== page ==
That said, I don't use any other chemical fertilizers or pesticides, preferring products from Safer &/or Gardens Alive when necessary. Also rely heavily on floating row covers as far as protecting my vegetables are concerned.

With 7 horses, I have more than enough gorgeous compost for any & every gardening project I have in mind. Definitely "black gold". And even though this isn't really gardening-related, I am a firm believer in natural fly predators to keep flies down in the stable. Have been using them for several years now & have seen an unbelievable reduction in the fly population, which has enabled me to reduce the amount of citronella fly spray I have to use in the summer to about a quarter of what it used to be.


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 Post subject: Organic Gardening
PostPosted: Sun May 07, 2006 11:50 am 
I have been totally organic for 6 years now. After walking on the dark side, I came to realize the many advantages of working with nature and not against it.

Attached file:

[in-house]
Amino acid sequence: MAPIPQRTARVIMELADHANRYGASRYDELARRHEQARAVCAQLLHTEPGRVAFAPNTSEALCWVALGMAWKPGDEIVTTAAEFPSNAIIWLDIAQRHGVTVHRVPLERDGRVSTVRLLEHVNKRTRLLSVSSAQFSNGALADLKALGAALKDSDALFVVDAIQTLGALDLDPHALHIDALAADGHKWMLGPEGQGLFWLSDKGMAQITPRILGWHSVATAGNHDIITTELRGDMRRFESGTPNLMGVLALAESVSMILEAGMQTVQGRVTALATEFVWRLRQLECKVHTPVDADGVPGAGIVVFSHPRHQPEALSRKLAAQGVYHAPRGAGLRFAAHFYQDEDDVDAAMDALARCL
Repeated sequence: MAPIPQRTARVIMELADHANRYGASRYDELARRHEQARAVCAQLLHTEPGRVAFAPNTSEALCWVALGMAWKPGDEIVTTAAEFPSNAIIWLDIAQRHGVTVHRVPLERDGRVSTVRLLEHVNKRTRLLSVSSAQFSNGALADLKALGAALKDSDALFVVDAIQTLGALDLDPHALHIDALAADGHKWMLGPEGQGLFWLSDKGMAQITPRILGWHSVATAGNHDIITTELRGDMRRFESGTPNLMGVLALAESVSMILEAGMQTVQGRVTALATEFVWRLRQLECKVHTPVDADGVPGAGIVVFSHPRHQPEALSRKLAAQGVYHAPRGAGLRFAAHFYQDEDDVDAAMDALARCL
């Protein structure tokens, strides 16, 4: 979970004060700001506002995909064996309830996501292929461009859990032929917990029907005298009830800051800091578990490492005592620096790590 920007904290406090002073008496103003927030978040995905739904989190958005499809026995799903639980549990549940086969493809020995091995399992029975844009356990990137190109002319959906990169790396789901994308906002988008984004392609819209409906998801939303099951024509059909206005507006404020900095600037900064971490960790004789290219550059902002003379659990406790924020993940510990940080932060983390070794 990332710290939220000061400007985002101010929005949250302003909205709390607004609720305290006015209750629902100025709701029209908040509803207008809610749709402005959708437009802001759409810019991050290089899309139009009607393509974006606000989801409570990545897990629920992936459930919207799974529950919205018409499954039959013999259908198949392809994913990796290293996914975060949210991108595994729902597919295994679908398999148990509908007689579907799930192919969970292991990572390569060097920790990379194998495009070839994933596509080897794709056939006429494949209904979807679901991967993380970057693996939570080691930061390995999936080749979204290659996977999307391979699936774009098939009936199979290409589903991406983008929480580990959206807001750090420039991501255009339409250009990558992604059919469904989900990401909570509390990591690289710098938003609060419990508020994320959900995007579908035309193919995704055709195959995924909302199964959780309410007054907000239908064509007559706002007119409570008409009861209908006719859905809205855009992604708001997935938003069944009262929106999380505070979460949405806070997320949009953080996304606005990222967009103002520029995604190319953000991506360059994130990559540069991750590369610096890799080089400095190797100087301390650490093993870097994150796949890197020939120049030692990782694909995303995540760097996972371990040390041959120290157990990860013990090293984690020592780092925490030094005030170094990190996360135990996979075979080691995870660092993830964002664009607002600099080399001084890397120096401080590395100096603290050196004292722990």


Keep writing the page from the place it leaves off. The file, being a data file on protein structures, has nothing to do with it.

I use protein meals like corn gluten meal in the spring, alfalfa meal, soybean meal, feather meal and fish/seaweed combo liquid fertilizers. No synthetic chemicals of any kind are used on my property.

I used to topdress my lawn with dehydrated cow manure every fall but have stopped that practice and now use Aerated Compost Tea. Tea in conjunction with protein meals is all you need to keep your soil biology happy and thriving.

I've found that making ACT is cheaper than buying all that topdressing, provide 1000 times more biology to my soil, easy to make and easy to apply. How can you beat that!